Big Spring coach raises domestic violence awareness
Eric Tuttle uses his platform to advocate for victims of domestic violence after his wife lost her sister’s life
ODESSA, Texas (KOSA) - Eric Tuttle isn’t just the head girls basketball coach at Big Spring High School.
“There’s so much more than just sports,” Tuttle said.
He’s also a domestic violence awareness advocate — a role he took on after marrying his wife Lyndsey.
“Her sister was part of a domestic violence situation and she no longer has her life due to the circumstances,” Tuttle said.
Now, Tuttle uses his role as a coach, educator, and Big Spring community member to carry on Lyndsey’s sister Tonya’s memory.
“It affects so many people, that you have no idea even how many people it affects.”
According to the National Coalition Against Domestic Violence, 1 in 3 women and 1 in 4 men have experienced some form of physical violence by an intimate partner.
As a coach, Tuttle’s goal is to mentor his teams beyond athletics.
“I really try my best every day just to make kids better,” Tuttle said. “This is my first year actually head coaching the girls and they’ve been great. We talk about this kind of stuff and it’s just something that we have to continue to spread awareness about.”
Tuttle and his family work closely with Victim Services in Big Spring, a shelter for victims of domestic violence. This year alone, Tuttle has helped raise more than $1,000 for the shelter.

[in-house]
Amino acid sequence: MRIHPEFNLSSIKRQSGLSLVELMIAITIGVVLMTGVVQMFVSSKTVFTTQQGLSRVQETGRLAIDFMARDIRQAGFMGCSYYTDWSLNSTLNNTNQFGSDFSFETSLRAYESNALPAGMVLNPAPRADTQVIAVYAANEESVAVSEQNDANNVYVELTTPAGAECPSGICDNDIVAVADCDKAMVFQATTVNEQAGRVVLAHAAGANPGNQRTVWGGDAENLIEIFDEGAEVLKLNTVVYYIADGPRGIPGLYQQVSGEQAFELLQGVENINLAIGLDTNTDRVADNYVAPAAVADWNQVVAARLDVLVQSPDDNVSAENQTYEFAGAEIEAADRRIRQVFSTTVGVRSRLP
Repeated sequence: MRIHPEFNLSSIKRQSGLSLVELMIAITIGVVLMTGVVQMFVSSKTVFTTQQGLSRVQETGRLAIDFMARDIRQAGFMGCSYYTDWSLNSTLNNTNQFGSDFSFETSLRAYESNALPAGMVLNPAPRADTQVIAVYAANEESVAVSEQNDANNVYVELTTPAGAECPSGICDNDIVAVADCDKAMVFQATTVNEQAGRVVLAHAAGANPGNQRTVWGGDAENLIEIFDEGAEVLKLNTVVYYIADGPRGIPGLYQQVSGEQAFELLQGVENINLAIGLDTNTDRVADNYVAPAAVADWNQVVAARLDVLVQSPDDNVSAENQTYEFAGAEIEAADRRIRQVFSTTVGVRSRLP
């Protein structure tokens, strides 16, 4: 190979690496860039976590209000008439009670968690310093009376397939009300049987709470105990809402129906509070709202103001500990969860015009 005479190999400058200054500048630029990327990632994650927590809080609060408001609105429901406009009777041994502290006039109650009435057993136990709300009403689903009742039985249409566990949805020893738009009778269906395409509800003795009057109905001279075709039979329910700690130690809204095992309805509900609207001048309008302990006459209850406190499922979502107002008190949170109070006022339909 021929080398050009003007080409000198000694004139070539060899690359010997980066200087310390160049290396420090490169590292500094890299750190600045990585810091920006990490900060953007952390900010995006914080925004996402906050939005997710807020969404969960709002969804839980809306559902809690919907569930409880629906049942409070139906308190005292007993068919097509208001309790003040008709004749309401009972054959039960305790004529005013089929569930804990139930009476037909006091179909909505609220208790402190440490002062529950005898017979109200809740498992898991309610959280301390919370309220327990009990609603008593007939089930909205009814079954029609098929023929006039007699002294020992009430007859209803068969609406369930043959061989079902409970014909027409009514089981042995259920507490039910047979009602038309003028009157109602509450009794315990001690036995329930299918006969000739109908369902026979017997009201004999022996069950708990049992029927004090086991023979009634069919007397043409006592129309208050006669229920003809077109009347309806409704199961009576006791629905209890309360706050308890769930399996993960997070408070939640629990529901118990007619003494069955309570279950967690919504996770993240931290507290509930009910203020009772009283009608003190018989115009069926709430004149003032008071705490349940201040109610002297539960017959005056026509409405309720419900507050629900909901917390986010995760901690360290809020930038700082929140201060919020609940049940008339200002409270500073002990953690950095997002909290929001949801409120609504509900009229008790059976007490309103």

“If you’re in a situation and you need help, please reach out to someone and just get that help, because one day it might be too late,” Tuttle said. “You might not be able to get that help that you need. So please, please, I just urge anyone who’s in a situation that they’re not certain about, just reach out to somebody and find that help that you need.”
If you or someone you know is in an abusive relationship, you can call the 24/7 national domestic violence hotline at 1-800-799-SAFE.
Victim Services (Big Spring, TX): (432) 263-3312
Safe Place of the Permian Basin (Odessa, TX): (432) 580-5970
Texas Council on Family Violence: (512) 794-1133
If you’re in an emergency situation and need immediate help, dial 9-1-1.
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